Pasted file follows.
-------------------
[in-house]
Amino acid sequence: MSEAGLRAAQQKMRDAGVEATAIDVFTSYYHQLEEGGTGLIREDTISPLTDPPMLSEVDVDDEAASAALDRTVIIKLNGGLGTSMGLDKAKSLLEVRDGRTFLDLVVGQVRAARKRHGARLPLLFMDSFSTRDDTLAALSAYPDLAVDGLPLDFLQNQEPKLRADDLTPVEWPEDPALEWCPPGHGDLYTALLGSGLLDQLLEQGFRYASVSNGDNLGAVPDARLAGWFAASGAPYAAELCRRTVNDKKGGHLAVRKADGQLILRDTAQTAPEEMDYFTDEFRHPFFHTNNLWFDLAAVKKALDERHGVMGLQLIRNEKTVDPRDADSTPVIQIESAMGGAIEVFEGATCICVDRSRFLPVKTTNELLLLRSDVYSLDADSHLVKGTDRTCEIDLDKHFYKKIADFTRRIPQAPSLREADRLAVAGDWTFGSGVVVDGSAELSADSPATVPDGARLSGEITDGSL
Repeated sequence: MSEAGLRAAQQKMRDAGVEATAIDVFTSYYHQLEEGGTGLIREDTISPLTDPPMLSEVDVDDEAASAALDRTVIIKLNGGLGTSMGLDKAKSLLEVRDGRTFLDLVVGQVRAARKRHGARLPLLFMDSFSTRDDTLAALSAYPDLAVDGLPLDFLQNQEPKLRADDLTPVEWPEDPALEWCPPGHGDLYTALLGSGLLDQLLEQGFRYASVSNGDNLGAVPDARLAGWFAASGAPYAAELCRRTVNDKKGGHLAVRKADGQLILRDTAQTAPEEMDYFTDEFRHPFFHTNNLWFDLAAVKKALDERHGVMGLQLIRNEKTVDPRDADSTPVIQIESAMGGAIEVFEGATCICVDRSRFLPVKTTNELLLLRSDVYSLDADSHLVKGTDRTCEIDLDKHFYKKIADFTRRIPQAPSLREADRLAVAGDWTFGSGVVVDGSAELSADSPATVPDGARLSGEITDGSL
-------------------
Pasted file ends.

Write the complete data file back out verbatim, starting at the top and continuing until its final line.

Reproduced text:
[in-house]
Amino acid sequence: MSEAGLRAAQQKMRDAGVEATAIDVFTSYYHQLEEGGTGLIREDTISPLTDPPMLSEVDVDDEAASAALDRTVIIKLNGGLGTSMGLDKAKSLLEVRDGRTFLDLVVGQVRAARKRHGARLPLLFMDSFSTRDDTLAALSAYPDLAVDGLPLDFLQNQEPKLRADDLTPVEWPEDPALEWCPPGHGDLYTALLGSGLLDQLLEQGFRYASVSNGDNLGAVPDARLAGWFAASGAPYAAELCRRTVNDKKGGHLAVRKADGQLILRDTAQTAPEEMDYFTDEFRHPFFHTNNLWFDLAAVKKALDERHGVMGLQLIRNEKTVDPRDADSTPVIQIESAMGGAIEVFEGATCICVDRSRFLPVKTTNELLLLRSDVYSLDADSHLVKGTDRTCEIDLDKHFYKKIADFTRRIPQAPSLREADRLAVAGDWTFGSGVVVDGSAELSADSPATVPDGARLSGEITDGSL
Repeated sequence: MSEAGLRAAQQKMRDAGVEATAIDVFTSYYHQLEEGGTGLIREDTISPLTDPPMLSEVDVDDEAASAALDRTVIIKLNGGLGTSMGLDKAKSLLEVRDGRTFLDLVVGQVRAARKRHGARLPLLFMDSFSTRDDTLAALSAYPDLAVDGLPLDFLQNQEPKLRADDLTPVEWPEDPALEWCPPGHGDLYTALLGSGLLDQLLEQGFRYASVSNGDNLGAVPDARLAGWFAASGAPYAAELCRRTVNDKKGGHLAVRKADGQLILRDTAQTAPEEMDYFTDEFRHPFFHTNNLWFDLAAVKKALDERHGVMGLQLIRNEKTVDPRDADSTPVIQIESAMGGAIEVFEGATCICVDRSRFLPVKTTNELLLLRSDVYSLDADSHLVKGTDRTCEIDLDKHFYKKIADFTRRIPQAPSLREADRLAVAGDWTFGSGVVVDGSAELSADSPATVPDGARLSGEITDGSL